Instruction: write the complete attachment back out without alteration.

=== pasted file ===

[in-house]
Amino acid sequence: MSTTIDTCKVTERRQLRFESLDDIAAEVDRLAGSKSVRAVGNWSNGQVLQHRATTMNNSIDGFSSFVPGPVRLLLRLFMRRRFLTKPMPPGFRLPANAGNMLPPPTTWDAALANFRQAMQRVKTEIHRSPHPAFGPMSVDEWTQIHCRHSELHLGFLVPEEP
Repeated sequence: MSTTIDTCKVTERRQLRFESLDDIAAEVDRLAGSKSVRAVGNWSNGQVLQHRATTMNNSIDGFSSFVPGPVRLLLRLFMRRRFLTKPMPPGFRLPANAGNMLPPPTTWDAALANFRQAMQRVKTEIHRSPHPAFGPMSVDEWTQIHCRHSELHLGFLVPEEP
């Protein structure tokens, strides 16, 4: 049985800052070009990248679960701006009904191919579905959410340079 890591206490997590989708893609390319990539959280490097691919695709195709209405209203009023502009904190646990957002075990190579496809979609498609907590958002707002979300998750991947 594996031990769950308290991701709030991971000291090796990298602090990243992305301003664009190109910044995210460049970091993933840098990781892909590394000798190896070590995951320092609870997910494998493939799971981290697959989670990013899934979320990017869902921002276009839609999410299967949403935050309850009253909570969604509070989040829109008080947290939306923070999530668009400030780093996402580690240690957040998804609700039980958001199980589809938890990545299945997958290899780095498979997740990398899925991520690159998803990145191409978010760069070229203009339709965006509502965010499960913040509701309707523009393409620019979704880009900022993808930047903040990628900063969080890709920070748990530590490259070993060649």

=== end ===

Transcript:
[in-house]
Amino acid sequence: MSTTIDTCKVTERRQLRFESLDDIAAEVDRLAGSKSVRAVGNWSNGQVLQHRATTMNNSIDGFSSFVPGPVRLLLRLFMRRRFLTKPMPPGFRLPANAGNMLPPPTTWDAALANFRQAMQRVKTEIHRSPHPAFGPMSVDEWTQIHCRHSELHLGFLVPEEP
Repeated sequence: MSTTIDTCKVTERRQLRFESLDDIAAEVDRLAGSKSVRAVGNWSNGQVLQHRATTMNNSIDGFSSFVPGPVRLLLRLFMRRRFLTKPMPPGFRLPANAGNMLPPPTTWDAALANFRQAMQRVKTEIHRSPHPAFGPMSVDEWTQIHCRHSELHLGFLVPEEP
């Protein structure tokens, strides 16, 4: 049985800052070009990248679960701006009904191919579905959410340079 890591206490997590989708893609390319990539959280490097691919695709195709209405209203009023502009904190646990957002075990190579496809979609498609907590958002707002979300998750991947 594996031990769950308290991701709030991971000291090796990298602090990243992305301003664009190109910044995210460049970091993933840098990781892909590394000798190896070590995951320092609870997910494998493939799971981290697959989670990013899934979320990017869902921002276009839609999410299967949403935050309850009253909570969604509070989040829109008080947290939306923070999530668009400030780093996402580690240690957040998804609700039980958001199980589809938890990545299945997958290899780095498979997740990398899925991520690159998803990145191409978010760069070229203009339709965006509502965010499960913040509701309707523009393409620019979704880009900022993808930047903040990628900063969080890709920070748990530590490259070993060649």